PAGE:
Soon, he said, the priest introduced alcohol to their relationship, and he would take VanSickle on long rides with a six pack of beer. Tickling turned into wrestling in the rectory or in front of the altar and between the pews in church, where his teacher would jump him, VanSickle recalled, and attempt to grope him.
“He constantly wanted physical contact,” he said.
The priest instructed him to dump his girlfriend, telling the teenager that she was “bad news.” If he didn’t comply, VanSickle said, Poulson would become withdrawn, “playing a pouty, jealous role with me, and I would chase that relationship, which only made my grooming that much more powerful.”
Just before VanSickle’s high school graduation, the pair went on a trip to an Our Lady of Fatima shrine in Ohio. In a rundown hotel, VanSickle alleged, “He jumps me, and I realize that he was aroused in his clothing.” When VanSickle pushed his teacher off, Poulson went into the bathroom to change into his pajamas. When he reemerged, VanSickle claimed, “I could see his erect penis out of his clothing.”
“He attacked me at that point, and for the first time, I felt terror and fear from the fact that it almost seemed like he had eight or nine arms versus the two that I’m using to get him off,” he said.
VanSickle was able to fight him off, and from that point, he said, his memory went blank until they were in the car on the way home. “We drove for seven hours and didn’t talk except for him stopping to get a six pack and handing it to me,” he remembered. “He never apologized and we never discussed it.”
VanSickle left for a Benedictine college near Pittsburgh, while Poulson moved to a Catholic university in Erie, Pa. “I thought he maybe got the message,” VanSickle said. But the priest started making unannounced visits to his former student, offering money and, at one point, buying him a car. The last time he showed up, he brought another student with him — “his new toy,” VanSickle alleged.
“Because of the relationship that I had lost with him, I was actually jealous and angry,” he said. “But I shooed him off and made him go away. That was the last time I saw him until his preliminary hearing this year.”
It took VanSickle a year to tell his father what had happened, and 10 years to tell his mother. Otherwise, he mostly fell silent, as Poulson moved from parish to parish across Pennsylvania, eventually winding up back in Erie.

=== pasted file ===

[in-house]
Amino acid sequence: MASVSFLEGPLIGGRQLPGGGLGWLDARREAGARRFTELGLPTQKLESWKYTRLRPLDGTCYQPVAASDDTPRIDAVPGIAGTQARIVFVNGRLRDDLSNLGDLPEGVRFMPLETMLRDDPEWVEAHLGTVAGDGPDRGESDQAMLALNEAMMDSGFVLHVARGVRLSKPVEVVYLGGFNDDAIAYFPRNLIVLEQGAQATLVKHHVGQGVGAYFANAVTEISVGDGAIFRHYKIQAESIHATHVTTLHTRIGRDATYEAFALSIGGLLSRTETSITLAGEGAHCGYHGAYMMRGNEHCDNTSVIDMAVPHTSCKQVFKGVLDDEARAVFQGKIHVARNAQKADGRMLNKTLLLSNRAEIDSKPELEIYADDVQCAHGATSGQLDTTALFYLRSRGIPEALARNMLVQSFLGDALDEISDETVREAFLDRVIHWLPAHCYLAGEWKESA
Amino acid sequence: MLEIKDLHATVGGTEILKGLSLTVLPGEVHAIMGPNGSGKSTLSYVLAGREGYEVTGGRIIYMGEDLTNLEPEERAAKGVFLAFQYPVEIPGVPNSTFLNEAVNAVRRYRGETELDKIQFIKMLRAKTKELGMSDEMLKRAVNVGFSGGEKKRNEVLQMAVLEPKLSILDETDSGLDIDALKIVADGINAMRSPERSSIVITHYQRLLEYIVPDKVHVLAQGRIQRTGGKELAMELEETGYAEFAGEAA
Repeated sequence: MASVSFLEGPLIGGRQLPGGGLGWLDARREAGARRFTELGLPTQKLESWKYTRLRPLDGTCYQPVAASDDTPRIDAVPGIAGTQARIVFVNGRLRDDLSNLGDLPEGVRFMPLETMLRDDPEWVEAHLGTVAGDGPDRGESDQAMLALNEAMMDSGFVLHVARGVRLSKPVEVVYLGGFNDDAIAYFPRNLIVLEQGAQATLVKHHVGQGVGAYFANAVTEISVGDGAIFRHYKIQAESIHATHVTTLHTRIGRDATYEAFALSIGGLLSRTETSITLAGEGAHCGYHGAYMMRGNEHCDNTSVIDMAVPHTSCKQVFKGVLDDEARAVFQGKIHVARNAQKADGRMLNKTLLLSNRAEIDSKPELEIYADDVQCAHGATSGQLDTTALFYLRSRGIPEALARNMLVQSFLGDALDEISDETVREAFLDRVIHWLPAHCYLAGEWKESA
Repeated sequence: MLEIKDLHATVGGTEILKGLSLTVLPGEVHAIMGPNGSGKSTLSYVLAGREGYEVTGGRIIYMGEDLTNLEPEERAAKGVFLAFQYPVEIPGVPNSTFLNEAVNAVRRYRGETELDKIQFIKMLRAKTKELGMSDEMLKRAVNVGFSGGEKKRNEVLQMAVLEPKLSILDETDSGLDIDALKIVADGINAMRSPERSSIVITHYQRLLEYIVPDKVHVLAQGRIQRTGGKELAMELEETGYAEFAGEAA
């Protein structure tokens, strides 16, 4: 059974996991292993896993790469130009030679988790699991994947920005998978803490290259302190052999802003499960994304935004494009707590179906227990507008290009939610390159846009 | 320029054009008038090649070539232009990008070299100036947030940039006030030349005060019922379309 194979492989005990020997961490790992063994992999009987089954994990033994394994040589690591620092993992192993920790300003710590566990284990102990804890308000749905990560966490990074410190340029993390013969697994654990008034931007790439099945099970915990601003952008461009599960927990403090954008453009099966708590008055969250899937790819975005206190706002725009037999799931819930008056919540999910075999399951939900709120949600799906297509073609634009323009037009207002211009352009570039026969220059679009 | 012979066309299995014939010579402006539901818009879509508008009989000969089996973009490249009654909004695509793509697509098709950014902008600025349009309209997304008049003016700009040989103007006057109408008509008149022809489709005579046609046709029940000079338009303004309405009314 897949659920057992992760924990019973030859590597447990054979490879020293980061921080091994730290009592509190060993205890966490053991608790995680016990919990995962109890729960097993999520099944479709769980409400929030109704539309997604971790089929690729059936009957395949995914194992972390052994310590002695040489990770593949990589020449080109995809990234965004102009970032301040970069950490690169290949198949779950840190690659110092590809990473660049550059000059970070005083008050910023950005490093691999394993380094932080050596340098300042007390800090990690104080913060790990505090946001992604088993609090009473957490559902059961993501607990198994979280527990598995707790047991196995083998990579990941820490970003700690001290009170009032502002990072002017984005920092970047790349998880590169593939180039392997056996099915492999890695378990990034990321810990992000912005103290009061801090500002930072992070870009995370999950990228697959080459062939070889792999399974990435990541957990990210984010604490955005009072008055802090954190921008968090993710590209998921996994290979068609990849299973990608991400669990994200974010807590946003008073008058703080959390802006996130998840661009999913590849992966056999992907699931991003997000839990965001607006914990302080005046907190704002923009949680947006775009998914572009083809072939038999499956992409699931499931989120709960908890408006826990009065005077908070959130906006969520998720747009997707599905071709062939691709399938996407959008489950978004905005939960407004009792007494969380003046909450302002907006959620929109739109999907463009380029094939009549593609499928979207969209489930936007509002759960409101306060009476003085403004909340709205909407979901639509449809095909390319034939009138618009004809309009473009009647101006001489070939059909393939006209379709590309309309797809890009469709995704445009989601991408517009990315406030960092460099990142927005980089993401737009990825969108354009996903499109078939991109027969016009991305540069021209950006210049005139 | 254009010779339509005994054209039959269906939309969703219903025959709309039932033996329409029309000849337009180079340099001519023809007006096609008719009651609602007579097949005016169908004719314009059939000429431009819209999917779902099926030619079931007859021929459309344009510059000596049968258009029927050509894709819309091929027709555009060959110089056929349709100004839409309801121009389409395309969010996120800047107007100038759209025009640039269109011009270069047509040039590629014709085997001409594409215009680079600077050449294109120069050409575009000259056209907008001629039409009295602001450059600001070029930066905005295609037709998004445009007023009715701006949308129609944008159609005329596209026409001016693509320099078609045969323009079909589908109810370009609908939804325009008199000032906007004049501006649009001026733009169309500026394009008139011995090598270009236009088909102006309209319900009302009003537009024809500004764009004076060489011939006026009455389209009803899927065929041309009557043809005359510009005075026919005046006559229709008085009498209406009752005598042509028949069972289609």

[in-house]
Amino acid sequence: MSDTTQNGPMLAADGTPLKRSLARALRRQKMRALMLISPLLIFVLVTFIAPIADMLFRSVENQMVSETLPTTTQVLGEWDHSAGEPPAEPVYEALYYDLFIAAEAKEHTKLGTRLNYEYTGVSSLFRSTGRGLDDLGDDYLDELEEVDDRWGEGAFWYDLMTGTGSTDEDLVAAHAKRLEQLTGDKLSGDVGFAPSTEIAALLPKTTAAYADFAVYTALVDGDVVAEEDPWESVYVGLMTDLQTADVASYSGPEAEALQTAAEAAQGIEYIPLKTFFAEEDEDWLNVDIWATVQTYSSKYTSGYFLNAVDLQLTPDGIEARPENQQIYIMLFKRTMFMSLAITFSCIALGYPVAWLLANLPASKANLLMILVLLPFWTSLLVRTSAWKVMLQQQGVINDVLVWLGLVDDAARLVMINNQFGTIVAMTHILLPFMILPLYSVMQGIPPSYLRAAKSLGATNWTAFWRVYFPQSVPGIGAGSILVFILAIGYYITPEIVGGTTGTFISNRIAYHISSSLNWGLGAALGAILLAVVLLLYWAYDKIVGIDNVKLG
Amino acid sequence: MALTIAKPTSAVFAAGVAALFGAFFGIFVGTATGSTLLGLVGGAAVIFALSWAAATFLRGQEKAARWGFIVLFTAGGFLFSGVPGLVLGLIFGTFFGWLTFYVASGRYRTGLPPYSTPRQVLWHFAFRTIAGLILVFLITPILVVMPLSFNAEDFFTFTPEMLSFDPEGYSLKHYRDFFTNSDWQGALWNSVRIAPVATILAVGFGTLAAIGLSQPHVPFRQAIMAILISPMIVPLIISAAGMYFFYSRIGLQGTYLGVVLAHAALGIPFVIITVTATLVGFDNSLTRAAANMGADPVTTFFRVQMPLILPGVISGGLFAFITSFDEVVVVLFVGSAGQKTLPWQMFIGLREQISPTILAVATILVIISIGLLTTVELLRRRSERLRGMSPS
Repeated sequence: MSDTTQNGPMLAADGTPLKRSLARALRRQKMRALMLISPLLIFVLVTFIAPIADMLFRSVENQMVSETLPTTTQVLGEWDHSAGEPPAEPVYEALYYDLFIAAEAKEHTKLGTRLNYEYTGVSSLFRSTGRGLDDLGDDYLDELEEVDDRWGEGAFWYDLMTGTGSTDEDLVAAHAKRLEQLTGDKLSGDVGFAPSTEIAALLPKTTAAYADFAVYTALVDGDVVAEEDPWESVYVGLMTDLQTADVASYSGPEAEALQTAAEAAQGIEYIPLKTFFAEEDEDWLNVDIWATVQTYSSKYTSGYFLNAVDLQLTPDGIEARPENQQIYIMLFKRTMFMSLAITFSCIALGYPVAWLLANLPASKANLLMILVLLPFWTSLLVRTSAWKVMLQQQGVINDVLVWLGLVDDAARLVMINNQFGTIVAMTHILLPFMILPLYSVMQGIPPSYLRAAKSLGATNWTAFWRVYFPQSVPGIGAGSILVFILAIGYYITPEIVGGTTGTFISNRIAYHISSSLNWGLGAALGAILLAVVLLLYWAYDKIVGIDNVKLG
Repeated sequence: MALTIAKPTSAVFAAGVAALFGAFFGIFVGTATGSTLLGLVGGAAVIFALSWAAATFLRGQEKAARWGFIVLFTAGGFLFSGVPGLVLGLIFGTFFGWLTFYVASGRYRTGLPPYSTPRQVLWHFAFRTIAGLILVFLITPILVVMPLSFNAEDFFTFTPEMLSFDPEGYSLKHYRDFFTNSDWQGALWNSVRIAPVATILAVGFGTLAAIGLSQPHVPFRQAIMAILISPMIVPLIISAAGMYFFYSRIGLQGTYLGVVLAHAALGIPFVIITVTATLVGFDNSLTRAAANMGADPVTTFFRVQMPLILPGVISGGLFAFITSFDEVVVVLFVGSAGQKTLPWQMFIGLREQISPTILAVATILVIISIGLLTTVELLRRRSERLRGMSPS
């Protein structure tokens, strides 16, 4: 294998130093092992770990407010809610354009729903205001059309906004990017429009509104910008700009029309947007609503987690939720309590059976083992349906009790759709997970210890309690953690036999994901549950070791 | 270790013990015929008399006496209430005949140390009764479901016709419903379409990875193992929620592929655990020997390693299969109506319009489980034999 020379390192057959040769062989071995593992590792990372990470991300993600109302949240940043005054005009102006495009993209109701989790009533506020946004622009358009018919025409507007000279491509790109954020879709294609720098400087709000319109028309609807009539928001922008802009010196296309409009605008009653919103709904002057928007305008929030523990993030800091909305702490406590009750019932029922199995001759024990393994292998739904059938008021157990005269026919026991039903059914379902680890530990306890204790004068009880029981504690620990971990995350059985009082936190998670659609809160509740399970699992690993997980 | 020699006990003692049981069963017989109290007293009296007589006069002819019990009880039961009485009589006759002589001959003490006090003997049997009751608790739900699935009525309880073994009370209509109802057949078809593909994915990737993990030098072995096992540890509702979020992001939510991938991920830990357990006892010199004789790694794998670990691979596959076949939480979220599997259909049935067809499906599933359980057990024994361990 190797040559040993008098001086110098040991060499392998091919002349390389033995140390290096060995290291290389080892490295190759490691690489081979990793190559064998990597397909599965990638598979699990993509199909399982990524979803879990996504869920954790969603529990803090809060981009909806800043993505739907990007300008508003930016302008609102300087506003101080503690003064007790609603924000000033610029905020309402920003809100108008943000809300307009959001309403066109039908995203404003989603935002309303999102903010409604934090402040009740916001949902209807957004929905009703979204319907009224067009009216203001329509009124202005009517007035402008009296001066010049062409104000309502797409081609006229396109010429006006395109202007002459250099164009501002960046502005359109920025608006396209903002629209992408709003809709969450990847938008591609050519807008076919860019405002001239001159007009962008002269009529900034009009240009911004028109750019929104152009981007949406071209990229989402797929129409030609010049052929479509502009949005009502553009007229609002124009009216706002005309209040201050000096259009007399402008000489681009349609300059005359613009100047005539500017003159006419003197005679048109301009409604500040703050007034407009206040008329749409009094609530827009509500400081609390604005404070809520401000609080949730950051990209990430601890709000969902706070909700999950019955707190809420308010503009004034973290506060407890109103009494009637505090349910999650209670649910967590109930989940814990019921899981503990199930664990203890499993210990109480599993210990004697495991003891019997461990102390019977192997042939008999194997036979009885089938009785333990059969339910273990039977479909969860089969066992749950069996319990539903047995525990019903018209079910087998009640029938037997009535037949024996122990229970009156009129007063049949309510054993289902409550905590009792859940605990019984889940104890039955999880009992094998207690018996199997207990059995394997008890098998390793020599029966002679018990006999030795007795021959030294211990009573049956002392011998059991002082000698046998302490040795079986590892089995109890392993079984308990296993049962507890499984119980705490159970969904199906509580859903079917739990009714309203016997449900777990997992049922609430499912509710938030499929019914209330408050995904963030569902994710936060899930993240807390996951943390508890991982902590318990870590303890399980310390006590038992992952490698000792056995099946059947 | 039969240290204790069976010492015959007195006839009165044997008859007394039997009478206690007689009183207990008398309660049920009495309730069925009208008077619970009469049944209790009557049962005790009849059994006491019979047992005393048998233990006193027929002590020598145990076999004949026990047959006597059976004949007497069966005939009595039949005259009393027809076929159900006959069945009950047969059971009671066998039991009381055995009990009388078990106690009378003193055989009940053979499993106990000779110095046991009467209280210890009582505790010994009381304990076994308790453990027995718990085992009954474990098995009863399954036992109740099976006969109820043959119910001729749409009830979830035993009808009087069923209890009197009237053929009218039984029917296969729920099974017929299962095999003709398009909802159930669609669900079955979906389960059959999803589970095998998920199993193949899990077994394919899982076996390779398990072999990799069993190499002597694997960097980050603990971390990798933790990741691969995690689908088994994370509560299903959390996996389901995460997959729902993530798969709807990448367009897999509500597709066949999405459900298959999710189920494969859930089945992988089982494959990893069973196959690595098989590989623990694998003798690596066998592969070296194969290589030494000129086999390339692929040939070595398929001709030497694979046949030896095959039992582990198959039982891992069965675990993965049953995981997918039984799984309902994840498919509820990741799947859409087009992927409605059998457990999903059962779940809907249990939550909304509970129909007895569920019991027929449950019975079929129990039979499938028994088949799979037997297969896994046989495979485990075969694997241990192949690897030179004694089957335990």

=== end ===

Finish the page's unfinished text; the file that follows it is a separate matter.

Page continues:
In February, VanSickle’s mother read in a church bulletin that Poulson had been accused of child sexual abuse, prompting a week of turmoil for VanSickle as he pondered, “‘What do I do?’”
“I decided I couldn’t live with myself if I didn’t come forward,” he said.
He ended up documenting his trauma on Facebook, which he has since used as a platform to connect with survivors of clergy abuse in all 50 states and 11 countries, he said. Speaking with other victims, he said, helped him understand why he had been living under a cloud of anxiety and anger.
“It’s the emotional trauma and the loss of that relationship that still haunts me and still controls me in some situations,” he said.
For years, he had no respite from fear that his wife of 33 years would leave him. When he entered therapy four years ago, he learned that he had “borderline personality disorder,” VanSickle said. “The only two real feelings I had were anger or fear, and both of those caused me to be violent.” Now, both he and his wife are in counseling, and bouts of rage no longer endanger his relationship with his family.
Religion, too, has helped, despite the painful associations. He hasn’t been an active Catholic since his abuse, but he considers himself a born-again Christian.
“I now have a personal relationship with the Lord,” he said. “Over time, my faith got stronger. The church was no longer an option, so I turned to being a very strong Christian on my own. I needed to, or I would have lost my family.”
Though his own path has become clearer, VanSickle has learned that encouraging others to come forward with their stories will be an arduous course. Over the weekend, a man was so afraid of being recognized that he would only agree to meet behind a mall after hours.
“He was scared to death, like I was,” VanSickle said.